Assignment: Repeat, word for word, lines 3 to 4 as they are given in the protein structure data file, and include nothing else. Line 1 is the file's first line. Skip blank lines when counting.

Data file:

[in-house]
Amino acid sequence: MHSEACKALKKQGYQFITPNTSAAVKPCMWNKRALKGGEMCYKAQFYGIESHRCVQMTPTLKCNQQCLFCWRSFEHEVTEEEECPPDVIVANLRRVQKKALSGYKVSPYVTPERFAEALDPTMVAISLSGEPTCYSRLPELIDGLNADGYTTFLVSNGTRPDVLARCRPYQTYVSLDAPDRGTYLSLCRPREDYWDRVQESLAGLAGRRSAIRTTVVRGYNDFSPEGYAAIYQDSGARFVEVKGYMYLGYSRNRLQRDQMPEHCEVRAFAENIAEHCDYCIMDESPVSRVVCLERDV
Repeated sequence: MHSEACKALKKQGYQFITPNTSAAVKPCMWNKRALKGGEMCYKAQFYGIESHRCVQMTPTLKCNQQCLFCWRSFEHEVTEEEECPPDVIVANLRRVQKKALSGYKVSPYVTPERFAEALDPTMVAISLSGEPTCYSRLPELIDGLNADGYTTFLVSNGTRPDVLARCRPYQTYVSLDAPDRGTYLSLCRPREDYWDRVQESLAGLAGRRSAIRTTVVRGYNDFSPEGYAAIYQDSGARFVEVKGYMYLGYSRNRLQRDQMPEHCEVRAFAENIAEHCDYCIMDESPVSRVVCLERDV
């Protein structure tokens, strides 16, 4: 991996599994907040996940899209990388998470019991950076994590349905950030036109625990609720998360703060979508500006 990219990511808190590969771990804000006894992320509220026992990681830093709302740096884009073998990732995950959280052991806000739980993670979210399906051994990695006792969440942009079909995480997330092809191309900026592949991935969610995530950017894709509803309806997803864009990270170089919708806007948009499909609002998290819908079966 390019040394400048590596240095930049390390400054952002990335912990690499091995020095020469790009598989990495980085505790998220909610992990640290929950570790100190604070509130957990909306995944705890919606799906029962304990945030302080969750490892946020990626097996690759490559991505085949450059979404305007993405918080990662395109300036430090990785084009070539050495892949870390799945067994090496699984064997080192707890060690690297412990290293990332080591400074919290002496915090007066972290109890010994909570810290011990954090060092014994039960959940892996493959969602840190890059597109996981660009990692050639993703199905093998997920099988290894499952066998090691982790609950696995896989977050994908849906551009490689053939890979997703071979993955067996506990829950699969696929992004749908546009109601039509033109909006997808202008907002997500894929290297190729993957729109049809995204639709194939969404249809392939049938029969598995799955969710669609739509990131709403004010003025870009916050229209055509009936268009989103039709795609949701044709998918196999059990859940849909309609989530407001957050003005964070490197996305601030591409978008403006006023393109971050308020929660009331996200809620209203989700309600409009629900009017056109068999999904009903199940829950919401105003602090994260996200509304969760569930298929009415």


Repeated sequence: MHSEACKALKKQGYQFITPNTSAAVKPCMWNKRALKGGEMCYKAQFYGIESHRCVQMTPTLKCNQQCLFCWRSFEHEVTEEEECPPDVIVANLRRVQKKALSGYKVSPYVTPERFAEALDPTMVAISLSGEPTCYSRLPELIDGLNADGYTTFLVSNGTRPDVLARCRPYQTYVSLDAPDRGTYLSLCRPREDYWDRVQESLAGLAGRRSAIRTTVVRGYNDFSPEGYAAIYQDSGARFVEVKGYMYLGYSRNRLQRDQMPEHCEVRAFAENIAEHCDYCIMDESPVSRVVCLERDV
């Protein structure tokens, strides 16, 4: 991996599994907040996940899209990388998470019991950076994590349905950030036109625990609720998360703060979508500006 990219990511808190590969771990804000006894992320509220026992990681830093709302740096884009073998990732995950959280052991806000739980993670979210399906051994990695006792969440942009079909995480997330092809191309900026592949991935969610995530950017894709509803309806997803864009990270170089919708806007948009499909609002998290819908079966 390019040394400048590596240095930049390390400054952002990335912990690499091995020095020469790009598989990495980085505790998220909610992990640290929950570790100190604070509130957990909306995944705890919606799906029962304990945030302080969750490892946020990626097996690759490559991505085949450059979404305007993405918080990662395109300036430090990785084009070539050495892949870390799945067994090496699984064997080192707890060690690297412990290293990332080591400074919290002496915090007066972290109890010994909570810290011990954090060092014994039960959940892996493959969602840190890059597109996981660009990692050639993703199905093998997920099988290894499952066998090691982790609950696995896989977050994908849906551009490689053939890979997703071979993955067996506990829950699969696929992004749908546009109601039509033109909006997808202008907002997500894929290297190729993957729109049809995204639709194939969404249809392939049938029969598995799955969710669609739509990131709403004010003025870009916050229209055509009936268009989103039709795609949701044709998918196999059990859940849909309609989530407001957050003005964070490197996305601030591409978008403006006023393109971050308020929660009331996200809620209203989700309600409009629900009017056109068999999904009903199940829950919401105003602090994260996200509304969760569930298929009415």